ton, 1809. The Evangelical Primer, contain “Bertholet's Researches into ing a Minor Doctrinal Catechism; the Laws of Chymical Affinity.” and a Minor Historical Catechism; Published at the request of the Proto which is added the Westminster fessors of the Medical University of Assembly's Shorter Catechism; with Philadelphia. Boston, Farrand, Malloshort explanatory notes and copious ry,and Co. 1809, scripture proofs and illustrations; "The Practice and Jurisdiction of for the use of families and schools. the Court of Admiralty, in three By Joseph Emerson, pastor of a parts. 1. An Historical Examination church in Beverly. Boston, Farrand, of the Civil jurisdiction of the Court Mailory, and Co. 1809,
of Admiralty. 2. A translation of Kemarks on the Hon. John Q. Clarke's Praxis, with Notes on the Adams' Review of Mr. Ames: Jurisdiction and practice of the Dis. Works, with some strictures on the trict Courts. 3, A. Collection of views of the author. Boston, T. B. Precedents. By John E. Hall, Esq. Wait and Co. 1809
Baltimore, Dobbin and Murphy, The American Law Journal and 1809. Miscellaneous. Repertory. No 7. Travelling Sketches in Russia, and By John E, Hall Esq. of Baltimore. Sweden. During the years 1805, W.P. Farrand and Co. Philadelphia, 1806, 1807, 1808. By Robert Kerr
Porter, Philadelphia, Hopkins and The first lines of the Practice of Earle, 1809.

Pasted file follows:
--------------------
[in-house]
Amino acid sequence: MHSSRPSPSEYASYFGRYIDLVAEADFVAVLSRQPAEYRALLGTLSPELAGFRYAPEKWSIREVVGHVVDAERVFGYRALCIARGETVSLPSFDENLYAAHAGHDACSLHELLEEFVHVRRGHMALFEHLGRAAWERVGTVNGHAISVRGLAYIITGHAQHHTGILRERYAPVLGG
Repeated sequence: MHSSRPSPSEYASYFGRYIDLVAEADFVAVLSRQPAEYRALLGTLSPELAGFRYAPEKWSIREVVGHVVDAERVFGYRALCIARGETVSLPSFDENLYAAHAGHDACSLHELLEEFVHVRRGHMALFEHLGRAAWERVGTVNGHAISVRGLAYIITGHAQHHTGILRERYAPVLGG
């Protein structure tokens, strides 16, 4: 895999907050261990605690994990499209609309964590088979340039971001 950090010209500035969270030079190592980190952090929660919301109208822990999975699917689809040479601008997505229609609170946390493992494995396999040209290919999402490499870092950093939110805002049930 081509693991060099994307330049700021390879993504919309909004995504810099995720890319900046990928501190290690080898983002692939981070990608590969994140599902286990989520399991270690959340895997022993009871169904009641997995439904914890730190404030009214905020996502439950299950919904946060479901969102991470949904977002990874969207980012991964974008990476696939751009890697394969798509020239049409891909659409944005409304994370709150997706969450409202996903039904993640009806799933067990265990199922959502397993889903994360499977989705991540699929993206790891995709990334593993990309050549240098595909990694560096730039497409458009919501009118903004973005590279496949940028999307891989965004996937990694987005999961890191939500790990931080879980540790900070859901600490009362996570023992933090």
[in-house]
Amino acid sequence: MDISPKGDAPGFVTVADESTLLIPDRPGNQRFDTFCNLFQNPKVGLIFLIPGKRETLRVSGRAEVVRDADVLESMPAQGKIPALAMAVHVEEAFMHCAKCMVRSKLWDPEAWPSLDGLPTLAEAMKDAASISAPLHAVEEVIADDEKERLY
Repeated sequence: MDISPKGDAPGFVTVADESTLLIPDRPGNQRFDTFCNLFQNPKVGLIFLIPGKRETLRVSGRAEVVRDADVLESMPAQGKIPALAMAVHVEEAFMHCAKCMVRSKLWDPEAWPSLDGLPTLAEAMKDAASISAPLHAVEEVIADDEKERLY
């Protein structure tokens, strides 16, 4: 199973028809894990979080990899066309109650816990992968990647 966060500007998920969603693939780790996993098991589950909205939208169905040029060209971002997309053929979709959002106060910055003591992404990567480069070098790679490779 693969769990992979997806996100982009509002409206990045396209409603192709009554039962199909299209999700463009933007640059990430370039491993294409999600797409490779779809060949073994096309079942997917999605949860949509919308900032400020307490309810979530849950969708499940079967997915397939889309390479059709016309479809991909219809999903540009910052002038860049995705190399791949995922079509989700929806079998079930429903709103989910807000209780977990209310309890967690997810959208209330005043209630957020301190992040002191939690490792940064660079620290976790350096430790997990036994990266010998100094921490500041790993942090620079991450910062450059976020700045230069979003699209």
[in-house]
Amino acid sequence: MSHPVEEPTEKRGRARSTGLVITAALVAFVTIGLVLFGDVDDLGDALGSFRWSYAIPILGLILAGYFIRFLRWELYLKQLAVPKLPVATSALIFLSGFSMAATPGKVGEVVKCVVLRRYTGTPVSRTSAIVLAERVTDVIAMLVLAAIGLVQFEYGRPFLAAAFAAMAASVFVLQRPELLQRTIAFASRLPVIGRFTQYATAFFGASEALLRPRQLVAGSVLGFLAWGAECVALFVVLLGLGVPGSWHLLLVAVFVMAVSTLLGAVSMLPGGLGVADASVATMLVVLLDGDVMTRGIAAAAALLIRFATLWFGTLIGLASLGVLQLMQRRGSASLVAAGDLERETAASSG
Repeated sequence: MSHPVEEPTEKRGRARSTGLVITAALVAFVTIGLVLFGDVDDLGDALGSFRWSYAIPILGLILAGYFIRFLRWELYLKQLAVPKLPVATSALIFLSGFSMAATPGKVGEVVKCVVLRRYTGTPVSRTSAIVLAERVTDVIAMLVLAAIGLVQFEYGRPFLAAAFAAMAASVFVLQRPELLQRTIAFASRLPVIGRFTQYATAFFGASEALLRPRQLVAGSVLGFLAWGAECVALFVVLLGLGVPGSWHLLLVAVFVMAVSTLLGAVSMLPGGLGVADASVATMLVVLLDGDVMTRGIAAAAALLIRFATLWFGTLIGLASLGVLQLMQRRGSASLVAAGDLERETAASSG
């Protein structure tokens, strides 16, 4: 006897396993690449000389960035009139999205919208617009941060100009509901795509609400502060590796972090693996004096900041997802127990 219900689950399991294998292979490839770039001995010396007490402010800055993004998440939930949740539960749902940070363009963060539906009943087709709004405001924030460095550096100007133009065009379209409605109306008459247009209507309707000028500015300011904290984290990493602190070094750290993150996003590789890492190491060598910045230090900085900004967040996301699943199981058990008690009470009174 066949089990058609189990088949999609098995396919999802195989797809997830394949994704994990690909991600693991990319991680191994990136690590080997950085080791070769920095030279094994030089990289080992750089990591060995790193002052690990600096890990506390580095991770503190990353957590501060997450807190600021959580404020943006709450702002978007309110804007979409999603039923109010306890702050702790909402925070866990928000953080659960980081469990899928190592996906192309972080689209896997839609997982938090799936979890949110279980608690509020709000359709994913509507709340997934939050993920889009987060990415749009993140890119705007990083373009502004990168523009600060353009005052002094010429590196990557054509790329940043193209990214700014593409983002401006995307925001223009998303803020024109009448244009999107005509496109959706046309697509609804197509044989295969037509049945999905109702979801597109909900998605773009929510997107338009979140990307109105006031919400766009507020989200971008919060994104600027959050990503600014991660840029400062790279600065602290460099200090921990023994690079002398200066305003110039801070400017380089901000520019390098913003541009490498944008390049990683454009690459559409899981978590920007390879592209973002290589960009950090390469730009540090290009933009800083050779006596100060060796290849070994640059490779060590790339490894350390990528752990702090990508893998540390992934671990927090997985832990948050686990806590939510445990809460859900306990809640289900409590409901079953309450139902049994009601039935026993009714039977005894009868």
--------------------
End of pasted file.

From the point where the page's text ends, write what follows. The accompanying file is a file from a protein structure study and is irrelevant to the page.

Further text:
Surgery, being an Elementary Work Medical Inquiries and Observa. for Students, and a Concise book of tions. By Benjamin Rush, M. D. &c. reference for practitioners. With 9 In four volumes. The third Edition, plates. By Samuel Cooper, Member revised and enlarged by the author. of the Royal College of Surgeons, Philadelphia, Hopkins and Earle, &c. &c. Philadelphia, F. Nichols, and others, 1899,
1808. A Manual of Maritime Law. A Compendious System of Univer. Consisting of a Treatise on Ships sal Geography, designed for Schools. and freights, and a Treatise on Insur. Compiled from the latest and most ance. Translated from the Latin of distinguished European and AmeriRoccus, with Notes. By Joseph can Travellers, Voyagers, and GeogReed Ingersoll. Philadelphia, Hop- raphers. By Elijah Parish, D. Ď. kins and Earle, 1809.
Minister of Byfield, Mass. Author of Nubilia in Search of a husband. "A New System of Modern Geogra. Including Sketches of Modern Soci. phy,” &c. &c. Second Edition, with ety, and interspersed with moral and many Improvements. Newburyport, literary disquisitions. Philadelphia, Thomas and Whipple. Bradford and Inskeep, William Beccaria on Crimes. An Essay on Mollhenney, Jun. Boston, 1809. Crimes and Punishments, translated